Planning for retirement

There isn’t a universal set of pre-retirement tasks, but planning for retirement is extremely important. Jonathan Kahler and Kahlilah Dowe discuss the importance of defining goals, identifying expenses, evaluating resources, and when to start collecting Social Security benefits.


Gary Gamma: Yeah. So we talked about a few things people should do, and I think this next question starts to dig into that a little bit more. Rosemary from Louisiana says, “Please give us a checklist of the major financial tasks to be completed before retirement.” Do we have sort of a template there or a checklist somebody could use?

Jonathan Kahler: Yeah, I don’t know if there’s a universal list, but it’s definitely important to start that planning as early as you can and while you’re still working ideally. I think it’s, as we talked about earlier, it’s really have well-defined goals for retirement. Those may change over the course of your retirement, but really have a sense of what are the kind of predictable, known expenses that I’m going to have to cover on a monthly basis? What are the maybe more aspirational expenses? If you want to travel, spoil the grandkids, however you envision that phase of your life to be. And then kind of understand or have a realistic framework of what those unexpected expenses might cost, to be able to plan for that.

From there, it’s really a matter of taking a look at what your resources are that you’re bringing into retirement. So kind of understanding how the savings you’ve accumulated, how appropriate that is to meet that liability and if you need to maybe work longer or do some catchup contributions later in your working career. And then understanding what other benefits you have that will be bringing into retirement – so Social Security and Medicare, understanding what those assets will provide and how that fits into the broader plan.

Gary Gamma: So you mentioned Social Security. That was the next question, so good segue here. Maria in Massachusetts asks when is the best time to collect Social Security? So, obviously, a lot of things to talk about there. Where would you start?

Jonathan Kahler: Yeah, and that really is going to be one of the most important decisions for a lot of investors. It can have quite an impact.

So the way Social Security is structured, it’s going to be based on your earnings history. But then the biggest variable in terms of how much you’re going to be receiving beyond that is the timing of when you start to claim that Social Security benefit. So the full retirement age is going to be between 66 and 67, depending on your birth year; and then you can take Social Security as early as 62 or as late as age 70. So depending on whether you’re taking it before or after that full retirement age, you’re either going to have a reduced benefit or you can earn what’s called Delayed Retirement Credits. And those can be pretty valuable. If you’re delaying between full retirement age and age 70, those credits are worth an increased benefit of 8% a year. So that can really boost the amount of guaranteed income that you’re receiving in retirement.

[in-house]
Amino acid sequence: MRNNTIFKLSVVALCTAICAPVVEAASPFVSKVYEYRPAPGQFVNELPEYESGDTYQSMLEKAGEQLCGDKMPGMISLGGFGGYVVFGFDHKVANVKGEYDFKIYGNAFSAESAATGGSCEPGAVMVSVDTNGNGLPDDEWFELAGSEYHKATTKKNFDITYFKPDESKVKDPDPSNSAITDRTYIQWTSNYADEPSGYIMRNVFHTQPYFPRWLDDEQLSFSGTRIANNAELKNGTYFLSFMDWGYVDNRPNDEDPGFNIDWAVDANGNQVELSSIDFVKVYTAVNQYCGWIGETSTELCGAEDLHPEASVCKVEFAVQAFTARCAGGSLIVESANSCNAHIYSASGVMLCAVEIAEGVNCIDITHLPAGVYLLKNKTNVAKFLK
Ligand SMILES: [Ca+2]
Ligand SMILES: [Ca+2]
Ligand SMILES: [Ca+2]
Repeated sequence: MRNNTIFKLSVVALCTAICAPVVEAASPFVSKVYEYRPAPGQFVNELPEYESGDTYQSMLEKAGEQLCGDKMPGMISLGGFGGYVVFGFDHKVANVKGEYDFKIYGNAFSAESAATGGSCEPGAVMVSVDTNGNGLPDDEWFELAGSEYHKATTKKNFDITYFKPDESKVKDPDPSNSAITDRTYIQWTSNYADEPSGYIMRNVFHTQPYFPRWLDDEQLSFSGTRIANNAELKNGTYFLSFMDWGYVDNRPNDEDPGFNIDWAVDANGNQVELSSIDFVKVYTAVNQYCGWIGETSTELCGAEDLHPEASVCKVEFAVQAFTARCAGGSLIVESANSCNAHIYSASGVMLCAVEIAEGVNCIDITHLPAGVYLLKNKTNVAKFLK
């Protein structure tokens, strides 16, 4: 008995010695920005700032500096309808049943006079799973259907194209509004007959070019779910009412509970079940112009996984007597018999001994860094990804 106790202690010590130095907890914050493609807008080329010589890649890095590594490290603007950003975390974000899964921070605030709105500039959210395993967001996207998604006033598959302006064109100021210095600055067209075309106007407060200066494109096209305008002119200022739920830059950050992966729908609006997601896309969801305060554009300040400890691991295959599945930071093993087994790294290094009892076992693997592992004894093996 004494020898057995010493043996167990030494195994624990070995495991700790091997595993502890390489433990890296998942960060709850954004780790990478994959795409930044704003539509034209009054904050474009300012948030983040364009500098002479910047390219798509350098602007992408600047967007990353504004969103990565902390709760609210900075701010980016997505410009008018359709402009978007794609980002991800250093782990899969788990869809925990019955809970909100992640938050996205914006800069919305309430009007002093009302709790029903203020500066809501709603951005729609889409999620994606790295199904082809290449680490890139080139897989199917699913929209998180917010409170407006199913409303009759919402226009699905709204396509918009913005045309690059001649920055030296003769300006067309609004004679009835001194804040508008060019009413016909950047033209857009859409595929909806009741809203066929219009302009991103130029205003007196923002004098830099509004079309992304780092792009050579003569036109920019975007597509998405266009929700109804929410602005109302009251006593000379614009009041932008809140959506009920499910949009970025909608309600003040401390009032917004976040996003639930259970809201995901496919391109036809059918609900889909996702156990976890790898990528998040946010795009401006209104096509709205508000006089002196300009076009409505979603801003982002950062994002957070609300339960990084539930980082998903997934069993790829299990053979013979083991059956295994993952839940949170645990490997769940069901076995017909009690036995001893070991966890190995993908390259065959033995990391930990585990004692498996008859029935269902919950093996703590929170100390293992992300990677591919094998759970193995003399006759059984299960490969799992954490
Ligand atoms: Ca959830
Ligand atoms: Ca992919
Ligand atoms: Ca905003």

When we think about some of the risks that we talked about earlier, a lot of those unknowns are around longevity risk, inflation risk, and market risk. And Social Security and the way it’s structured, because it is an inflation-adjusted benefit and it is something that you can’t outlive, maximizing that can really help to hedge some of those more uncertain risks that you have to deal with.

So to the extent that you can delay, either by working longer or if you have assets that you are able to spend down early in retirement, so that you can hold off until a little bit later or age 70, that can really make a big difference in someone’s retirement planning.

Kahlilah Dowe: Yeah, and that, of course, is one of the things that we help our clients with planning because it really depends on your personal financial picture. There are some clients where I’ll say, you know, definitely consider taking it early, especially in instances where there are longevity concerns. And if you’re married, that’s the other thing. So there’s been some recent changes in Social Security laws. But there are still some great strategies that investors can use to maximize Social Security benefits if you’re married.

So for clients who are older, let’s say you have one spouse that’s a lot older than another, there are times where I’ll recommend delaying the Social Security benefit so that the younger spouse could ultimately get a higher benefit.

So it really does depend on your specific financial picture. I almost always recommend consulting an advisor when you have to make this decision and just going back to the question about the checklist as well. I think when you’re coming up on retirement, I mean you have all of these decisions to make, starting with do I have enough? Where do I need to spend from? Which accounts? Do I do Roth conversions? Do I take Social Security? That is a great time to consult a financial advisor, just in general, to get your good plan started.

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